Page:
Reports from the Airbus neo event

Our partner at AirInsight, Addison Schonland, has posted additional reports from his attendance to the Airbus neo event April 5.

Tom Williams, EVP briefing.

John Leahy’s briefing. This is different than the one-on-one interview Addison had.

Keeping the A320 in production to 2030 decade.


18 Comments on “Reports from the Airbus neo event

  1. John Leahy’s video is worth a watch. An unusually fascinating PowerPoint presentation. He makes a compelling case for Boeing to re-engine the 737. No doubt his counterparts in Seattle are thinking, “Thanks, John…”

    • Hehe,
      financially re-engining will be quite a drag for Boeing.

      Walking away from a dead horse towards a spanking new one
      would have been preferable. Only the new one hasn’t even
      been sired yet 😉

      Boeing was so happy and relaxed when they thought they had
      contained the A320 with the NG for all times to come.

    • He’s clearly got an agenda: to get Boeing to change its mind about bringing out a replacement plane for the 737. Airbus directly telling Boeing what to do would be a bit strange so he’s trying to get the media, and presumably airline customers, to his way of thinking.

      Now, Boeing, aware that Leahy isn’t a friend, would be advised to do the exact opposite – ie go for the replacement plane? Not necessarily, because Leahy actually has some good points …

    • … Boeing claims that the 737 will continue to hold its own against the A320 NEO without having to be re-engined. Furthermore, you need to have a brand new airplane to get a worthwhile step change from what you have already got. Re-engining doesn’t cut it.

      This, I think implies three things:

      The 737 is significantly more efficient than the A320 now
      The NEO improvements will be modest
      A new aircraft with the same engines will deliver a bigger change than the same aircraft with new engines.

      Unfortunately for Boeing I think the second point is incorrect. The PurePower looks to be a true game changer and the A320 will also benefit from winglets. I expect the improvement in performance to be big and it looks like important people agree with this view.

      While I think the best selling 737-800 is slightly more efficient than the A320, I doubt in the real world it is anything like the 8% Boeing quotes. A difference as big as this would make the A320 difficult to sell and there is no evidence that Airbus have any difficulty in selling A320s. It looks like NEO will move the A320 from slightly behind to well in front, unless Boeing does something about their model pretty quick. PiPs won’t be enough as Airbus are doing those too.

      So the choice comes down to re-engining the 737 or an accelerated development of new model that directly replaces the 737. To get it out by 2020, the 737 replacement will have engines which are essentially the same as the NEO. The new plane will have improvements in aerodynamics and systems over existing A320s and 737s. The improvements will be real and significant, but not getting additional engine improvements over existing models would be disappointing for a new program.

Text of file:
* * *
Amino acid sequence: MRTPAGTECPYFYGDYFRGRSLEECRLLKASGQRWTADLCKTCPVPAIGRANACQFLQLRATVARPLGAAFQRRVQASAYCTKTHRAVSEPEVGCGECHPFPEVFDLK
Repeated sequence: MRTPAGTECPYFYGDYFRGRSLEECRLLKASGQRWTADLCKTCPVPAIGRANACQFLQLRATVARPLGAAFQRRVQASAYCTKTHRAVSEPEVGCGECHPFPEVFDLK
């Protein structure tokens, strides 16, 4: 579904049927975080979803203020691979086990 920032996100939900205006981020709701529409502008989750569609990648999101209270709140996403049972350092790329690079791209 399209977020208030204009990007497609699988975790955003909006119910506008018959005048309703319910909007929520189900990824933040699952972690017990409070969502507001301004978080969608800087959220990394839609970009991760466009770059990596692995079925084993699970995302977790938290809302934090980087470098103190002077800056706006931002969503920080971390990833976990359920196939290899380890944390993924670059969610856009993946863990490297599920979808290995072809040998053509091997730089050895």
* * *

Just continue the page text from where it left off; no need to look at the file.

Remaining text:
It comes to a 80/20 decision. A re-engined 737 will deliver something like 80% of the improvement at maybe 20% of the cost of a completely new plane. Boeing can also sell it sooner. As I say, a compelling argument from Boeing’s competitor …

  2. The 320 NEO move from Airbus is a classic chess move to protect its grip on the narrow body market (roughly half).In so doing, Airbus leveraged on its strength and Boeing’s weakness in terms of the structure to hang the bigger and newer engines.
    JL is doing his job- making his case for a continuation of the status quo -with a reengined 737- with its challenges , which will clearly give an edge to 320NEO , based on what we know. That is the logical way to go for Airbus.
    Ideally Boeing will respond in a different way -from what the competition expects you to; what if they find a solution to hang the new leap ( continuing the exclusive arrangement) and also work on the new 97 . Expect that kind of a strategy from B. That will make things interesting.
    The game will then shift to A attacking 773 improvement , which seems to be in the backburner.320 NEO is only one of the moves.
    Let us see what B comes up with- to protect the existing narrow body market and also aim the replacement market for 757.

  3. It appears that many are unaware, or underestimating the impact, of incorporating 4 plus decades worth of FAA/EASA rules in a new narrow body that Boeing has been able to bypass through grandfathering of each 737 variant.
    Granted there have been quite a few mandatory changes over the years but there are many, small changes which will make it that much more difficult to integrate on a all new aircraft, i.e. weight and space.

    Obviously Boeing would not make this a major talking point but it is definitely something that would be on their minds.

  4. Le Bourget, Paris Airshow 2011 will be held from Monday June 20 to Sunday June 26.
    I recommend to keep an eye on what will be revealed there.
    Actually there are many more A320 orders in the pipeline than those 300 aircraft Airbus is talking about right now.